Gauss-Markov theorem

From Academic Kids

This article is not about Gauss-Markov processes.

In statistics, the Gauss-Markov theorem, named after Carl Friedrich Gauss and Andrey Markov, states that in a linear model in which the errors have expectation zero and are uncorrelated and have equal variances, the best linear unbiased estimators of the coefficients are the least-squares estimators. More generally, the best linear unbiased estimator of any linear combination of the coefficients is its least-squares estimator. The errors are not assumed to be normally distributed, nor are they assumed to be independent (but only uncorrelated — a weaker condition), nor are they assumed to be identically distributed (but only homoscedastic — a weaker condition, defined below).

More explicitly, and more concretely, suppose we have

<math>Y_i=\beta_0+\beta_1 x_i+\varepsilon_i<math>

for i = 1, . . ., n, where β0 and β1 are non-random but unobservable parameters, xi are non-random and observable, εi are random, and so Yi are random. (We set x in lower-case because it is not random, and Y in capital because it is random.) The random variables εi are called the "errors" (not to be confused with "residuals"; see errors and residuals in statistics). The Gauss-Markov assumptions state that

  • <math>{\rm E}\left(\varepsilon_i\right)=0,<math>
  • <math>{\rm var}\left(\varepsilon_i\right)=\sigma^2<\infty,<math>

(i.e., all errors have the same variance; that is "homoscedasticity"), and

  • <math>{\rm cov}\left(\varepsilon_i,\varepsilon_j\right)=0<math>

for <math>i\not=j<math>; that is "uncorrelatedness." A linear unbiased estimator of β1 is a linear combination


in which the coefficients ci are not allowed to depend on the earlier coefficients βi, since those are not observable, but are allowed to depend on xi, since those are observable, and whose expected value remains β1 even if the values of βi change. (The dependence of the coefficients on the xi is typically nonlinear; the estimator is linear in that which is random; that is why this is "linear" regression.) The mean squared error of such an estimator is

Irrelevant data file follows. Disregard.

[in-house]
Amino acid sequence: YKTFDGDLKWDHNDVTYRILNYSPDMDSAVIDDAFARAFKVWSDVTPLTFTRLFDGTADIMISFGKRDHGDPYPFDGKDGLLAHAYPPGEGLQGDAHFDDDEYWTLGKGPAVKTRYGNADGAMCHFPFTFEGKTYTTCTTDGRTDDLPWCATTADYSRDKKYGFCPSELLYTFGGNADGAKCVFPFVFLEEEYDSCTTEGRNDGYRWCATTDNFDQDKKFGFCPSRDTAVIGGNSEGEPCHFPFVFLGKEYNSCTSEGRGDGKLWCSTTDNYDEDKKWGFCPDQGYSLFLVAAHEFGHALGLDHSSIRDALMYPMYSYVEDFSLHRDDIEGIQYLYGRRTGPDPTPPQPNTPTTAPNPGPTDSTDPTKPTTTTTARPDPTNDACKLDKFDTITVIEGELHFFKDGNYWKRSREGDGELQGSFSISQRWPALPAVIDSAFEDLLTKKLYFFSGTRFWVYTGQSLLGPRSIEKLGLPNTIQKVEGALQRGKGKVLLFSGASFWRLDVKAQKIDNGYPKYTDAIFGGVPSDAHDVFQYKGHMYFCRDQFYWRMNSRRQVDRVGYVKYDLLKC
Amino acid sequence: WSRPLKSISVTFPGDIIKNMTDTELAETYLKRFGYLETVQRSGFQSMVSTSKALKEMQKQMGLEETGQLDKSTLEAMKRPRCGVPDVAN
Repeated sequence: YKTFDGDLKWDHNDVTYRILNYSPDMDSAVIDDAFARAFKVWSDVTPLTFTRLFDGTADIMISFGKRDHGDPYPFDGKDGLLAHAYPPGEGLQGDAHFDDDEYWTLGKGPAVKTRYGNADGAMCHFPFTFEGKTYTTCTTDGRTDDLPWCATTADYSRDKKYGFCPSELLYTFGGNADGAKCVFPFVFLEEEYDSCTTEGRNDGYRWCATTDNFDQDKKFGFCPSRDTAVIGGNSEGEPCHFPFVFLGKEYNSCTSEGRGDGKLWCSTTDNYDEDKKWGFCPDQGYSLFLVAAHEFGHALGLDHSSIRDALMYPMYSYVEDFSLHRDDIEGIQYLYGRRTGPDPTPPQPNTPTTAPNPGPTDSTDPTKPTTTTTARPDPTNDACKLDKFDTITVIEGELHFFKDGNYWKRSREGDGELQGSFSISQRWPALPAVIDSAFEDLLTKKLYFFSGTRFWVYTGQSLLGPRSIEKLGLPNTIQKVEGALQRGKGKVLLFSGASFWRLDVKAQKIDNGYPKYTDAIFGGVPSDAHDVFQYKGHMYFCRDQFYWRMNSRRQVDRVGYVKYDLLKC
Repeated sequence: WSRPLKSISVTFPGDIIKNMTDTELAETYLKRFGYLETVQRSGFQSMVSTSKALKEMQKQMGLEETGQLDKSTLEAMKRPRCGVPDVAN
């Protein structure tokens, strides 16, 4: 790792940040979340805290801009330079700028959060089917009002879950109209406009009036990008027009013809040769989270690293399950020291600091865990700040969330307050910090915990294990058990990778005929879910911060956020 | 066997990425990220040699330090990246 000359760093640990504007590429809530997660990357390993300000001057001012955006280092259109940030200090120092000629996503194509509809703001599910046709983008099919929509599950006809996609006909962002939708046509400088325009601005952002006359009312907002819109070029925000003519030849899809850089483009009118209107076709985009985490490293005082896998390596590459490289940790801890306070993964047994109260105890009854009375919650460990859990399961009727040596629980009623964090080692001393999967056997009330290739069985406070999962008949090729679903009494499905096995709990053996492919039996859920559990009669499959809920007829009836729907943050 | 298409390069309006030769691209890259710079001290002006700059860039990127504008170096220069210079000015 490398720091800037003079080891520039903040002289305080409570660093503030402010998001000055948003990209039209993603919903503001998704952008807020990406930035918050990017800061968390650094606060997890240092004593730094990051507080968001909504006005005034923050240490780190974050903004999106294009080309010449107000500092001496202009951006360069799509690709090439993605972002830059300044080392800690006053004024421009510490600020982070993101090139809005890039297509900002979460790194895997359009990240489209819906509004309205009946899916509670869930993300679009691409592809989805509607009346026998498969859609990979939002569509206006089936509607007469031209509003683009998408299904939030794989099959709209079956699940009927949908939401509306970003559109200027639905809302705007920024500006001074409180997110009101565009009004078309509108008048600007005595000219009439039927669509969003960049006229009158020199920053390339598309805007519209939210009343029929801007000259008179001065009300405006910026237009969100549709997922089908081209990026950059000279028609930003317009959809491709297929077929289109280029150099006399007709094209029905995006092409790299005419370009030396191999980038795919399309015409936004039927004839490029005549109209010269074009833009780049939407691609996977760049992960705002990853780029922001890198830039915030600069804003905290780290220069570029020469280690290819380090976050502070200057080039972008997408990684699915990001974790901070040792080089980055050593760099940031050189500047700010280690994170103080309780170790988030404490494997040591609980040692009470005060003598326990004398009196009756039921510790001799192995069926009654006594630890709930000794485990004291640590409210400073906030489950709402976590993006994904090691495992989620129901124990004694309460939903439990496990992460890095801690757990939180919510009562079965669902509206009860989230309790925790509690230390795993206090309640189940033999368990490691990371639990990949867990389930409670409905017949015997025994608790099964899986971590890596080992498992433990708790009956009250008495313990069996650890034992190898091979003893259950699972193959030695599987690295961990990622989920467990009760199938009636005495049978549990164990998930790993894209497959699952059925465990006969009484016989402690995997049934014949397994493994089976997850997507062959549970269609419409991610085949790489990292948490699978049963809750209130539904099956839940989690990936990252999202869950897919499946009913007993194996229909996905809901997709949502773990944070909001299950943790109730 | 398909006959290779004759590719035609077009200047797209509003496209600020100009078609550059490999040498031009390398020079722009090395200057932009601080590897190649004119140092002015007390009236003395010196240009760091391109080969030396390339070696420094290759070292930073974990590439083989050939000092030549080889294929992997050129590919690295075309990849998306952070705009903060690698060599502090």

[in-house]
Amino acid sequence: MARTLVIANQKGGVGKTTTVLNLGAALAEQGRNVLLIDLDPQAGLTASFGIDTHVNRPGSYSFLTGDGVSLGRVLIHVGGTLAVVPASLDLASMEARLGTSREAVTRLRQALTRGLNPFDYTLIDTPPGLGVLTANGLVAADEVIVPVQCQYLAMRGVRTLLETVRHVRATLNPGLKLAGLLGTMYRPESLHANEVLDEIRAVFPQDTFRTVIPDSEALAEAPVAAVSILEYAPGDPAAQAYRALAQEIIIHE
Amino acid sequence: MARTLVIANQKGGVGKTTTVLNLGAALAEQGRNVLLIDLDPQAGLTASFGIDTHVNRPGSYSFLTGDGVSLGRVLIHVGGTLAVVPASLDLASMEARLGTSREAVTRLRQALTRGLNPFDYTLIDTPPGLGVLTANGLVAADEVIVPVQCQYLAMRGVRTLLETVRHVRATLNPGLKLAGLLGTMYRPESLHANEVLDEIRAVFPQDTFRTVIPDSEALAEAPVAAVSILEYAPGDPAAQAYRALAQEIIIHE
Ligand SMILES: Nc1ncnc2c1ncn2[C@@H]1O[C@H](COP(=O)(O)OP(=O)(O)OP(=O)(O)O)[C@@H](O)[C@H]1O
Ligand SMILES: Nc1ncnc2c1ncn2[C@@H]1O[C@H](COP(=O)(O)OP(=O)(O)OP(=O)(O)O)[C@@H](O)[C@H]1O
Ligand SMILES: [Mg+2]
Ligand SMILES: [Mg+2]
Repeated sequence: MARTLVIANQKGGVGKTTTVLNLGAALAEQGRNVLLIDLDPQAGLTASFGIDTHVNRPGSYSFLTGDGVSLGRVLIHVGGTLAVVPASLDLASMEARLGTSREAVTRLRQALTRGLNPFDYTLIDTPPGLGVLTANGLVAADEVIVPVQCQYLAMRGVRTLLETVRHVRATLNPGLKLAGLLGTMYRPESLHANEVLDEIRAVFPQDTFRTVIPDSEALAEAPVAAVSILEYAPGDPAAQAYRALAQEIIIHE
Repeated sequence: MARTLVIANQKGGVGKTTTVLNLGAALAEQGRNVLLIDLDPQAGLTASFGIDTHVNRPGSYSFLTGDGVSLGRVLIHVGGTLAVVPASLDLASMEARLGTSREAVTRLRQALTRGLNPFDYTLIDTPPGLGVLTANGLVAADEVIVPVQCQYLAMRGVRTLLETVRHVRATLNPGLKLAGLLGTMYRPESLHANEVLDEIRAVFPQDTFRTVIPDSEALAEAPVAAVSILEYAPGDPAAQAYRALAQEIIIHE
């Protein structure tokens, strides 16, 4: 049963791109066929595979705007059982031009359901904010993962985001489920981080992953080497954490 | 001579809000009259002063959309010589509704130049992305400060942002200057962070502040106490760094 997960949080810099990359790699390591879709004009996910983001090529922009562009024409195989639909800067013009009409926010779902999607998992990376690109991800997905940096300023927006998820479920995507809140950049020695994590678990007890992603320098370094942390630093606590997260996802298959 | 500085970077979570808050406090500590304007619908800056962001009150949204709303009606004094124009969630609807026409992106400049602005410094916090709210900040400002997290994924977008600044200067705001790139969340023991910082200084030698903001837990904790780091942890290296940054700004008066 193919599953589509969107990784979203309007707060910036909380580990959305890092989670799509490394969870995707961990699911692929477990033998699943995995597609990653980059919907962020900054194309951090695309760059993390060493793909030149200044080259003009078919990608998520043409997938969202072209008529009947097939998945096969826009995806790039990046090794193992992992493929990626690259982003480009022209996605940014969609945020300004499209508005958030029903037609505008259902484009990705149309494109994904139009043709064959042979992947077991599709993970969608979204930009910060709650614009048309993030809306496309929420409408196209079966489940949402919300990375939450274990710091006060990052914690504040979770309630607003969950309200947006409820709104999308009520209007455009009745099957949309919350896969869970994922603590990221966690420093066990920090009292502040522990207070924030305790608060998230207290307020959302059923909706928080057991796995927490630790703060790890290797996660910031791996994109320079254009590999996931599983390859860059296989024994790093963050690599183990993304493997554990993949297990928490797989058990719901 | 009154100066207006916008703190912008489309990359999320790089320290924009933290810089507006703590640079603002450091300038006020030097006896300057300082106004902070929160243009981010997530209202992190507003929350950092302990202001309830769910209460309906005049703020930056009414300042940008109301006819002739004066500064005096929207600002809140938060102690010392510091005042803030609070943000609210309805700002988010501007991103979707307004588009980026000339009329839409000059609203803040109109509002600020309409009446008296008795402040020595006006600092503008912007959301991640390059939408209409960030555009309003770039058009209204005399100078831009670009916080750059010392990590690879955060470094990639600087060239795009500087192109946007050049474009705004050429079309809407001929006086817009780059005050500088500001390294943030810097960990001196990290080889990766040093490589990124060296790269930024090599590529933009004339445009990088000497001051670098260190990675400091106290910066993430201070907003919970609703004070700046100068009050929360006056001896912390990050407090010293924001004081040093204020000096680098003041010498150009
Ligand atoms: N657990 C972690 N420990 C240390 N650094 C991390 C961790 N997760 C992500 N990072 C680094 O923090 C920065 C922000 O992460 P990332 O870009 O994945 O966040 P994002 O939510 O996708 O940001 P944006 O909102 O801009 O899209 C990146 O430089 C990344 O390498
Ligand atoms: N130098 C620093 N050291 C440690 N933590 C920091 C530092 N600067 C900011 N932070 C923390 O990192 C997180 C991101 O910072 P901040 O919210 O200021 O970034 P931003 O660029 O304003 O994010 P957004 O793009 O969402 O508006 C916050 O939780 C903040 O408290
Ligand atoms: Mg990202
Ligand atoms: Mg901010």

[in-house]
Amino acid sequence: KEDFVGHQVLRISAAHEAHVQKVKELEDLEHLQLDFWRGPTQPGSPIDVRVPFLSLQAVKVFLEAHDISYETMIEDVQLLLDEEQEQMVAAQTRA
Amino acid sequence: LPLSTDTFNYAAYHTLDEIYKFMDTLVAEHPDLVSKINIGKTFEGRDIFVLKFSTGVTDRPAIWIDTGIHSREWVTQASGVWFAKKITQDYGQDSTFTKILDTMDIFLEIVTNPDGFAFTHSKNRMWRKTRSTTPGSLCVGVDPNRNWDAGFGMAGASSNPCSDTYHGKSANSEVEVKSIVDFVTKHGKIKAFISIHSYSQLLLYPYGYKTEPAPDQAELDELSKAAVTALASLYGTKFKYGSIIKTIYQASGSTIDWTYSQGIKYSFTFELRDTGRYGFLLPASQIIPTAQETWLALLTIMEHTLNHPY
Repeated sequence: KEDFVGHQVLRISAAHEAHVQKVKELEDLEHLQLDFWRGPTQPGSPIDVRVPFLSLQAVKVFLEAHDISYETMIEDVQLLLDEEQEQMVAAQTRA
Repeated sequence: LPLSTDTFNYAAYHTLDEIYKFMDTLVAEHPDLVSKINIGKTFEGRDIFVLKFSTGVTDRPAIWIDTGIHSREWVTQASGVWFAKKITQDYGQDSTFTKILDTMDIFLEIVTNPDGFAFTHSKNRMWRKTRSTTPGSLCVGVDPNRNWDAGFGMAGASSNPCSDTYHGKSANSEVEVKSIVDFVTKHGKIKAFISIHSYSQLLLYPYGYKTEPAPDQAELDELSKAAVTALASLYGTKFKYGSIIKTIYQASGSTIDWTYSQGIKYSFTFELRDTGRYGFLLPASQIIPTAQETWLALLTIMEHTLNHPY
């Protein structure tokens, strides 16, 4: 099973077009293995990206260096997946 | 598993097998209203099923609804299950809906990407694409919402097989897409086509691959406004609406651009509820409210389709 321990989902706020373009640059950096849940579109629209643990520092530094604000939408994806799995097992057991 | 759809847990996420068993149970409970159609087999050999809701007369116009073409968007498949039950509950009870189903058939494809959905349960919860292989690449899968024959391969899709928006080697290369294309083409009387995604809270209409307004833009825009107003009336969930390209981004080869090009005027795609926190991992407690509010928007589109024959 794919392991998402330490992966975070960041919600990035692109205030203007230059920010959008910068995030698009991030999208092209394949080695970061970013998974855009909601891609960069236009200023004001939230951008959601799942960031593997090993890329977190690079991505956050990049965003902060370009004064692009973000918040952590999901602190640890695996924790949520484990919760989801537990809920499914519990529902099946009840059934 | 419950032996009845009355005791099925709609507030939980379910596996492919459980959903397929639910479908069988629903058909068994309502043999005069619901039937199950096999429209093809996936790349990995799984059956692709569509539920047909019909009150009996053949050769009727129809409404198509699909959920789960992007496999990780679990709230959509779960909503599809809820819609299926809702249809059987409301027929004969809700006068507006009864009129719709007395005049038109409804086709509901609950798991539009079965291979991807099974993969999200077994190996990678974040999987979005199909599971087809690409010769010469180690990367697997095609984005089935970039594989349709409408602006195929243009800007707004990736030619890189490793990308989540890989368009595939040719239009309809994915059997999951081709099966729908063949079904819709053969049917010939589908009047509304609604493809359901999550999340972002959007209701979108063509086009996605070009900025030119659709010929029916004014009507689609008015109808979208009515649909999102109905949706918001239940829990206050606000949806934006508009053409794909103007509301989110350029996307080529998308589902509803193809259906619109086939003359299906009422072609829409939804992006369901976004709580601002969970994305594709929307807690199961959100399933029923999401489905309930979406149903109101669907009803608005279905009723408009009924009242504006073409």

i.e., it is the expectation of the square of the difference between the estimator and the parameter to be estimated. (The mean squared error of an estimator coincides with the estimator's variance if the estimator is unbiased; for biased estimators the mean squared error is the sum of the variance and the square of the bias.) The best linear unbiased estimator is the one with the smallest mean squared error. The "least-squares estimators" of β0 and β1 are the functions <math>\widehat{\beta}_0<math> and <math>\widehat{\beta}_1<math> of the Ys and the xs that make the sum of squares of residuals

<math>\sum_{i=1}^n\left(Y_i-\widehat{Y}_i\right)^2=\sum_{i=1}^n\left(Y_i-\left(\widehat{\beta}_0+\widehat{\beta}_1 x_i\right)\right)^2<math>

as small as possible. (It is easy to confuse the concept of error introduced early in this article, with this concept of residual. For an account of the differences and the relationship between them, see errors and residuals in statistics.)

The main idea of the proof is that the least-squares estimators are uncorrelated with every linear unbiased estimator of zero, i.e., with every linear combination


whose coefficients do not depend upon the unobservable βi but whose expected value remains zero regardless of how the values of β1 and β2 change.

In terms of the matrix algebra formulation, the Gauss-Markov theorem shows that the difference between the parameter covariance matrix of an arbitrary linear unbiased estimator and OLS is positive semi definite (see also proof in external link).

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